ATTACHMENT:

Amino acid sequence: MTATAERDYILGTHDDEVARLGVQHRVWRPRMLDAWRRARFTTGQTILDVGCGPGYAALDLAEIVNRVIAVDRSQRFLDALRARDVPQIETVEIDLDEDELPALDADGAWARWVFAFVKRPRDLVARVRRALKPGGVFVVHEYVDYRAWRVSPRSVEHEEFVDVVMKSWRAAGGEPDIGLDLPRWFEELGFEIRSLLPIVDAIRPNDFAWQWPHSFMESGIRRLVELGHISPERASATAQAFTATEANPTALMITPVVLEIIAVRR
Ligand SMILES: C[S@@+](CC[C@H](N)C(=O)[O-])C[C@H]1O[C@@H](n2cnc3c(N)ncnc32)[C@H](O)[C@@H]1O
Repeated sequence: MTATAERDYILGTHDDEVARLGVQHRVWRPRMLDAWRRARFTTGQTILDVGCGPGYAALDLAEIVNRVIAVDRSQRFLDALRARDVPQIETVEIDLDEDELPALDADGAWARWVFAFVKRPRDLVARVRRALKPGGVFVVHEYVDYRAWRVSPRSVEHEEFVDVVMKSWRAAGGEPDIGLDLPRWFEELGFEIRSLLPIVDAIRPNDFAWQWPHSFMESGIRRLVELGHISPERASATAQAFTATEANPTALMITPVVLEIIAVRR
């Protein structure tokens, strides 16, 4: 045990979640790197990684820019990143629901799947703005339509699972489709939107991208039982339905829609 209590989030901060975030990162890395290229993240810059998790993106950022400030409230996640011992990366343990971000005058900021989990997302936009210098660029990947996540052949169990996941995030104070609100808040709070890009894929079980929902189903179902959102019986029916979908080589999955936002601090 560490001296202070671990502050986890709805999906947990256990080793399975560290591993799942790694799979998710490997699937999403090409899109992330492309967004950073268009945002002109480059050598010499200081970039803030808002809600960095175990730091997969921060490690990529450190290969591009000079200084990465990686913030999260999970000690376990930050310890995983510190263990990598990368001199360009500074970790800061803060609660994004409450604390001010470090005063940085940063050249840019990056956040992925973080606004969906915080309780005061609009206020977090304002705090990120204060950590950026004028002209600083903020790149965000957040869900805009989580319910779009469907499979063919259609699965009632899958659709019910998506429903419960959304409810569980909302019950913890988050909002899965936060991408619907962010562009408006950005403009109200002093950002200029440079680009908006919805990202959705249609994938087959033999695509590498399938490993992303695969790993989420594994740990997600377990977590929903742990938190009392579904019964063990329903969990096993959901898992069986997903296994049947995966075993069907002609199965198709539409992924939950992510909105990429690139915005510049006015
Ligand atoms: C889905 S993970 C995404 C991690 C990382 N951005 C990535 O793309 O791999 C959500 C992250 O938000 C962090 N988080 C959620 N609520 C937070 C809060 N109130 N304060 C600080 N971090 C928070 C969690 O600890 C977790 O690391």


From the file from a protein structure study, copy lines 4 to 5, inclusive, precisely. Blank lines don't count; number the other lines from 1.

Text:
């Protein structure tokens, strides 16, 4: 045990979640790197990684820019990143629901799947703005339509699972489709939107991208039982339905829609 209590989030901060975030990162890395290229993240810059998790993106950022400030409230996640011992990366343990971000005058900021989990997302936009210098660029990947996540052949169990996941995030104070609100808040709070890009894929079980929902189903179902959102019986029916979908080589999955936002601090 560490001296202070671990502050986890709805999906947990256990080793399975560290591993799942790694799979998710490997699937999403090409899109992330492309967004950073268009945002002109480059050598010499200081970039803030808002809600960095175990730091997969921060490690990529450190290969591009000079200084990465990686913030999260999970000690376990930050310890995983510190263990990598990368001199360009500074970790800061803060609660994004409450604390001010470090005063940085940063050249840019990056956040992925973080606004969906915080309780005061609009206020977090304002705090990120204060950590950026004028002209600083903020790149965000957040869900805009989580319910779009469907499979063919259609699965009632899958659709019910998506429903419960959304409810569980909302019950913890988050909002899965936060991408619907962010562009408006950005403009109200002093950002200029440079680009908006919805990202959705249609994938087959033999695509590498399938490993992303695969790993989420594994740990997600377990977590929903742990938190009392579904019964063990329903969990096993959901898992069986997903296994049947995966075993069907002609199965198709539409992924939950992510909105990429690139915005510049006015
Ligand atoms: C889905 S993970 C995404 C991690 C990382 N951005 C990535 O793309 O791999 C959500 C992250 O938000 C962090 N988080 C959620 N609520 C937070 C809060 N109130 N304060 C600080 N971090 C928070 C969690 O600890 C977790 O690391």